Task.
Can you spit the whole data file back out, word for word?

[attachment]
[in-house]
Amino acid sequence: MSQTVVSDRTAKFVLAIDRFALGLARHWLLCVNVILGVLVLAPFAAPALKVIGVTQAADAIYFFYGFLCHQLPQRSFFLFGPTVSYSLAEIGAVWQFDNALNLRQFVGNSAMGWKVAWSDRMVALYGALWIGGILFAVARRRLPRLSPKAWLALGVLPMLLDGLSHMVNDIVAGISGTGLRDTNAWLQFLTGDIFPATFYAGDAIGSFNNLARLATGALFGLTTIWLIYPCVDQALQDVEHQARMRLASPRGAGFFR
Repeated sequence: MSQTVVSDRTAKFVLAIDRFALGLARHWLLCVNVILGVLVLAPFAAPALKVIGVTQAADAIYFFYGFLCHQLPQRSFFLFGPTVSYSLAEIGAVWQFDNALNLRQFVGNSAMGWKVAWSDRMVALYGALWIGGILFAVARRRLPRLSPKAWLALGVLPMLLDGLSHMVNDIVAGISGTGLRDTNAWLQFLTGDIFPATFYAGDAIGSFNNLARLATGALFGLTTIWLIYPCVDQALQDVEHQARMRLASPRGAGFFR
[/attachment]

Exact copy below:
[in-house]
Amino acid sequence: MSQTVVSDRTAKFVLAIDRFALGLARHWLLCVNVILGVLVLAPFAAPALKVIGVTQAADAIYFFYGFLCHQLPQRSFFLFGPTVSYSLAEIGAVWQFDNALNLRQFVGNSAMGWKVAWSDRMVALYGALWIGGILFAVARRRLPRLSPKAWLALGVLPMLLDGLSHMVNDIVAGISGTGLRDTNAWLQFLTGDIFPATFYAGDAIGSFNNLARLATGALFGLTTIWLIYPCVDQALQDVEHQARMRLASPRGAGFFR
Repeated sequence: MSQTVVSDRTAKFVLAIDRFALGLARHWLLCVNVILGVLVLAPFAAPALKVIGVTQAADAIYFFYGFLCHQLPQRSFFLFGPTVSYSLAEIGAVWQFDNALNLRQFVGNSAMGWKVAWSDRMVALYGALWIGGILFAVARRRLPRLSPKAWLALGVLPMLLDGLSHMVNDIVAGISGTGLRDTNAWLQFLTGDIFPATFYAGDAIGSFNNLARLATGALFGLTTIWLIYPCVDQALQDVEHQARMRLASPRGAGFFR